One month after our amazing, incredible, heart burstingly beautiful inaugural gala to benefit The Frontotemporal Disorders Unit at the Boston Harbor Hotel, and only days before Thanksgiving, I am thinking a lot about gratitude. Gratitude for every pledge of support, every word of encouragement and every congratulatory hug. Standing at the podium with Dr. Dickerson, I was privileged to a humbling view looking out at a room full of friends and colleagues raising paddles high in the air, banners of hope that the cure of tomorrow is not so far away.
The gala felt big. Bigger than big. It felt epic. For me, it was a turning point in our movement. A turning point dressed up in tuxedos and sequins with big band music, glasses of champagne and laughter on the dance floor. Brain images sprinkled with sparkles and research data punctuated by rounds of applause. It was a night where FTD stayed in the shadows and our community was in the spotlight. I carried that spotlight home with me and tried to tell Noah about the magic of the night. He listened for a few moments, but I felt pretty sure that my recounting was unremarkable.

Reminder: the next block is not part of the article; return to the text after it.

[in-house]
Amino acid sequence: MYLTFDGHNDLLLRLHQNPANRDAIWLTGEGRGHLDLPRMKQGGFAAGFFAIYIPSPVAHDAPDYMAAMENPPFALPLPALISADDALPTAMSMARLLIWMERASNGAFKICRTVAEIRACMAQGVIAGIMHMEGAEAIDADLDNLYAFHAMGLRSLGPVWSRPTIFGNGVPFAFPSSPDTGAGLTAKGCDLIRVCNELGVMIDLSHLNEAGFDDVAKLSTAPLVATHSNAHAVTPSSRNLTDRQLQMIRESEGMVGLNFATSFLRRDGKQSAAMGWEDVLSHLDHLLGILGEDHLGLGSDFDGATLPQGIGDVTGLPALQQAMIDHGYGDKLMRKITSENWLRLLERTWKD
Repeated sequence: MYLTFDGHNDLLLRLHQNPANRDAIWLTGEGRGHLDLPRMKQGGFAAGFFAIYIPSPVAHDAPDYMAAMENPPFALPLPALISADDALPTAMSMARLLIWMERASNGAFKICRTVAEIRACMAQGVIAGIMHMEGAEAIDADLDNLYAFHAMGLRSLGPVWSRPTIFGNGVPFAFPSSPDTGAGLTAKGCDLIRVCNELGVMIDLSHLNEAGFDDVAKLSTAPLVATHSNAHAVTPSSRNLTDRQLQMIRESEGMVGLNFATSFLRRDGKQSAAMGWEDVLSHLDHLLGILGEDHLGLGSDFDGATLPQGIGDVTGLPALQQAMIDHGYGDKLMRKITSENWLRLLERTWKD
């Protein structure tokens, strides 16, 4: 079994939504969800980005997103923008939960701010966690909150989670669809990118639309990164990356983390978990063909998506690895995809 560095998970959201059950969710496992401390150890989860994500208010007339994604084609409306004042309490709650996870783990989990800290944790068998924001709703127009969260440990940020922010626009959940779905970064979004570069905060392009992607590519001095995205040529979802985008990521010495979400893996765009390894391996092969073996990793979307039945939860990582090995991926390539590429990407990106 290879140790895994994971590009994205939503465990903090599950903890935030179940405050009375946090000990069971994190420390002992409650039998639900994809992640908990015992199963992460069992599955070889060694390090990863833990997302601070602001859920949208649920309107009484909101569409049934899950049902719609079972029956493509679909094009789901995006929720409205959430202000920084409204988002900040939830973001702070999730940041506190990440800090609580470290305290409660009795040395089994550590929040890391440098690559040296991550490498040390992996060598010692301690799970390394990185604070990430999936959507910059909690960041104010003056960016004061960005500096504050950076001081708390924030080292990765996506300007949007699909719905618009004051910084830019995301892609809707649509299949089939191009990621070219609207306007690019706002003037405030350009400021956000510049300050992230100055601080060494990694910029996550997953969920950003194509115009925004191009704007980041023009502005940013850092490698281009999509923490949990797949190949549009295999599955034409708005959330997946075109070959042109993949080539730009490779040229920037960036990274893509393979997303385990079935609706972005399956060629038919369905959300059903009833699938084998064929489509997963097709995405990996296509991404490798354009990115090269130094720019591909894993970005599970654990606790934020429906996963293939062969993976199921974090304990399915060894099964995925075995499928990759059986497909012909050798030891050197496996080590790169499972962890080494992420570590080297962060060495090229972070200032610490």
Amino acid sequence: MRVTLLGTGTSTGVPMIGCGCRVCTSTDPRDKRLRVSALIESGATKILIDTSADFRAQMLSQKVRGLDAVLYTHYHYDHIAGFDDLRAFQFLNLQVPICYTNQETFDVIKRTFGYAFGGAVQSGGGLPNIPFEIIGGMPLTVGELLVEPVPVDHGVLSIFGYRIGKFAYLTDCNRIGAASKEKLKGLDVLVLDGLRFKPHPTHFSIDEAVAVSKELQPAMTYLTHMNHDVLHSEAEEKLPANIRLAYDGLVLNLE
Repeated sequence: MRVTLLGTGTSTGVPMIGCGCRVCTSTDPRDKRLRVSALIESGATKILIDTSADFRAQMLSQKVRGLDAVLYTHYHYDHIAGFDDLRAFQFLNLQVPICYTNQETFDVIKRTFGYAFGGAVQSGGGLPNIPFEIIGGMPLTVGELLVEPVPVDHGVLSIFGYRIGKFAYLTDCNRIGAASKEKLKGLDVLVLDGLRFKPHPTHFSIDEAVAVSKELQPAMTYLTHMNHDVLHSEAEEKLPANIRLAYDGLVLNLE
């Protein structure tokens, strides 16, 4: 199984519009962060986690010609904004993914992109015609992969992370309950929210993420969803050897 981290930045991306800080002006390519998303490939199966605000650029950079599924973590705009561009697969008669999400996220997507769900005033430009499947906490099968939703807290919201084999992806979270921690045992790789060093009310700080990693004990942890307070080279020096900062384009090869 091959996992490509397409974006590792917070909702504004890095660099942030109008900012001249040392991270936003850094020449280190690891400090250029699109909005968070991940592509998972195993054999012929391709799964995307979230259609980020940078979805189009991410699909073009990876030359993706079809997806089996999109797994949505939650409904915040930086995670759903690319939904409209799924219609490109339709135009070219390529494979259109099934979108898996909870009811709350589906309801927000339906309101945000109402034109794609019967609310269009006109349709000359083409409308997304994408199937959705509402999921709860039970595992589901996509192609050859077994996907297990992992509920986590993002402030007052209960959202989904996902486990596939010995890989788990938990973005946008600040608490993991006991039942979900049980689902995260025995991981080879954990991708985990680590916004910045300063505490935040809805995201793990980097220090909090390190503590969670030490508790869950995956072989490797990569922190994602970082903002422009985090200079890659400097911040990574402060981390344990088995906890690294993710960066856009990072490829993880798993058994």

Noah and I were alone in the car and headed to the grocery store with a mission to find peppermint ice cream. He always asks me questions while I drive, so I didn’t think too much of it when his little voice piped over the radio “Mom, how do you get famous?” I started talking about athletes and movie stars who worked hard to have important careers when he interrupted me, “Well, you are going to be famous.” That got my attention.
“Noah, what do you mean?” I asked. “Because of FTD” he replied. “You are working so hard. You planned a gala. You made a TV show. You were on the radio. That makes people famous.” By all accounts, Noah was right. I did make a short film this past spring with four students from Boston University (over 1,000 YouTube views!) and Noah and I were interviewed on our Hometown AM radio station before Rare Disease Day last February (he loved pushing all the console buttons and later telling his friends that he was “on air.”) While I appreciate Noah’s belief that I will one day find Kardashian-level stardom, it was his acknowledgement of my hard work that felt like my very own academy award.
I am humbled by every donor who supported our gala through sponsorships, online donations and gifts that are still coming in. Mostly, I am grateful that the biggest little person in my life noticed how much of myself I give to my work. To every scientist, researcher and clinician who stays up late at night thinking of our community and how to create the cure of tomorrow, I want you to hear this: Your passion is noticed. Families know you care. We believe in you. We are grateful you are on this journey with us. Keep going!
With Love & Appreciation, Happy Thanksgiving